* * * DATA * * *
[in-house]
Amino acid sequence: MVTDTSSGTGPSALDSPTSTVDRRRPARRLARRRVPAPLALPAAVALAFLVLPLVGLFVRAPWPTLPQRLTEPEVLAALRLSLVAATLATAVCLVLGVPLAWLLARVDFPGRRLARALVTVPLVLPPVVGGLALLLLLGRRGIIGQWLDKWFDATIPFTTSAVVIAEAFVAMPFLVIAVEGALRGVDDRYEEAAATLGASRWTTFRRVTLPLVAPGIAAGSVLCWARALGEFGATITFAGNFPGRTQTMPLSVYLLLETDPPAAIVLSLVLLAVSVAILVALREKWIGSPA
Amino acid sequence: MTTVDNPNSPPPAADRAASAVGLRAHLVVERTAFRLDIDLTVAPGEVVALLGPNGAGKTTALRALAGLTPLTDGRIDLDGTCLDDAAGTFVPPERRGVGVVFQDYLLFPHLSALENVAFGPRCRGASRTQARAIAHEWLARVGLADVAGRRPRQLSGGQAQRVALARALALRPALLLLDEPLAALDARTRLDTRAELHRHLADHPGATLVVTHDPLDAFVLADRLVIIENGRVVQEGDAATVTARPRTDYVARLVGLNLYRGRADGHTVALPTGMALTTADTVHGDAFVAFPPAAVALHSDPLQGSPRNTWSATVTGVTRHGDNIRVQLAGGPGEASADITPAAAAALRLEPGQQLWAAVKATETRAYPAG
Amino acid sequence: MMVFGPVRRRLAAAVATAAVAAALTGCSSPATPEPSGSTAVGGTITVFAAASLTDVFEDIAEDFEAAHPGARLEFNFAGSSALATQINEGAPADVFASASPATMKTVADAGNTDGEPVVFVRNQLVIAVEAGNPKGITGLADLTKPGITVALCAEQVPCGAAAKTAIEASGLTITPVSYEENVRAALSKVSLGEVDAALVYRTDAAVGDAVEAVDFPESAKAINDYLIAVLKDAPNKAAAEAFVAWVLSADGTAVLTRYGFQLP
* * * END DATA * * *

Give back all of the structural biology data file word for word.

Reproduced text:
[in-house]
Amino acid sequence: MVTDTSSGTGPSALDSPTSTVDRRRPARRLARRRVPAPLALPAAVALAFLVLPLVGLFVRAPWPTLPQRLTEPEVLAALRLSLVAATLATAVCLVLGVPLAWLLARVDFPGRRLARALVTVPLVLPPVVGGLALLLLLGRRGIIGQWLDKWFDATIPFTTSAVVIAEAFVAMPFLVIAVEGALRGVDDRYEEAAATLGASRWTTFRRVTLPLVAPGIAAGSVLCWARALGEFGATITFAGNFPGRTQTMPLSVYLLLETDPPAAIVLSLVLLAVSVAILVALREKWIGSPA
Amino acid sequence: MTTVDNPNSPPPAADRAASAVGLRAHLVVERTAFRLDIDLTVAPGEVVALLGPNGAGKTTALRALAGLTPLTDGRIDLDGTCLDDAAGTFVPPERRGVGVVFQDYLLFPHLSALENVAFGPRCRGASRTQARAIAHEWLARVGLADVAGRRPRQLSGGQAQRVALARALALRPALLLLDEPLAALDARTRLDTRAELHRHLADHPGATLVVTHDPLDAFVLADRLVIIENGRVVQEGDAATVTARPRTDYVARLVGLNLYRGRADGHTVALPTGMALTTADTVHGDAFVAFPPAAVALHSDPLQGSPRNTWSATVTGVTRHGDNIRVQLAGGPGEASADITPAAAAALRLEPGQQLWAAVKATETRAYPAG
Amino acid sequence: MMVFGPVRRRLAAAVATAAVAAALTGCSSPATPEPSGSTAVGGTITVFAAASLTDVFEDIAEDFEAAHPGARLEFNFAGSSALATQINEGAPADVFASASPATMKTVADAGNTDGEPVVFVRNQLVIAVEAGNPKGITGLADLTKPGITVALCAEQVPCGAAAKTAIEASGLTITPVSYEENVRAALSKVSLGEVDAALVYRTDAAVGDAVEAVDFPESAKAINDYLIAVLKDAPNKAAAEAFVAWVLSADGTAVLTRYGFQLP